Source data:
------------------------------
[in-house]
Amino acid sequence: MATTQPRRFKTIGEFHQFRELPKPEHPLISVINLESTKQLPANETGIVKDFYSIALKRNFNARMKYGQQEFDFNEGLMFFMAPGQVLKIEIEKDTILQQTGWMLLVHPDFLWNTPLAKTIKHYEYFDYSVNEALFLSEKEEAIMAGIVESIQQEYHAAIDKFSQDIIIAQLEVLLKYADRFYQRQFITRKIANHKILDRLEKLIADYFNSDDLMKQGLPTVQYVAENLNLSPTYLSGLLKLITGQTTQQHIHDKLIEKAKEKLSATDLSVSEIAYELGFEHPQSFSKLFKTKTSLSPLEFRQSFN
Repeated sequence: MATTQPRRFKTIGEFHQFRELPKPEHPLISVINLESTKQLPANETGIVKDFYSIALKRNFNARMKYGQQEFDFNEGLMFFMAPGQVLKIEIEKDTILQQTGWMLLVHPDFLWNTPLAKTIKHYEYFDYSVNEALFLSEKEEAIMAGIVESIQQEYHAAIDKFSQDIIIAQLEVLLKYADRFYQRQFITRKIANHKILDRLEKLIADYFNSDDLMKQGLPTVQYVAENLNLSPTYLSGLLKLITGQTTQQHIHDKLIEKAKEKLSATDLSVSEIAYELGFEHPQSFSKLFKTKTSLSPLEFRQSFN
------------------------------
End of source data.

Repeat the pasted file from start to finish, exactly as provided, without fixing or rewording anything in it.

[in-house]
Amino acid sequence: MATTQPRRFKTIGEFHQFRELPKPEHPLISVINLESTKQLPANETGIVKDFYSIALKRNFNARMKYGQQEFDFNEGLMFFMAPGQVLKIEIEKDTILQQTGWMLLVHPDFLWNTPLAKTIKHYEYFDYSVNEALFLSEKEEAIMAGIVESIQQEYHAAIDKFSQDIIIAQLEVLLKYADRFYQRQFITRKIANHKILDRLEKLIADYFNSDDLMKQGLPTVQYVAENLNLSPTYLSGLLKLITGQTTQQHIHDKLIEKAKEKLSATDLSVSEIAYELGFEHPQSFSKLFKTKTSLSPLEFRQSFN
Repeated sequence: MATTQPRRFKTIGEFHQFRELPKPEHPLISVINLESTKQLPANETGIVKDFYSIALKRNFNARMKYGQQEFDFNEGLMFFMAPGQVLKIEIEKDTILQQTGWMLLVHPDFLWNTPLAKTIKHYEYFDYSVNEALFLSEKEEAIMAGIVESIQQEYHAAIDKFSQDIIIAQLEVLLKYADRFYQRQFITRKIANHKILDRLEKLIADYFNSDDLMKQGLPTVQYVAENLNLSPTYLSGLLKLITGQTTQQHIHDKLIEKAKEKLSATDLSVSEIAYELGFEHPQSFSKLFKTKTSLSPLEFRQSFN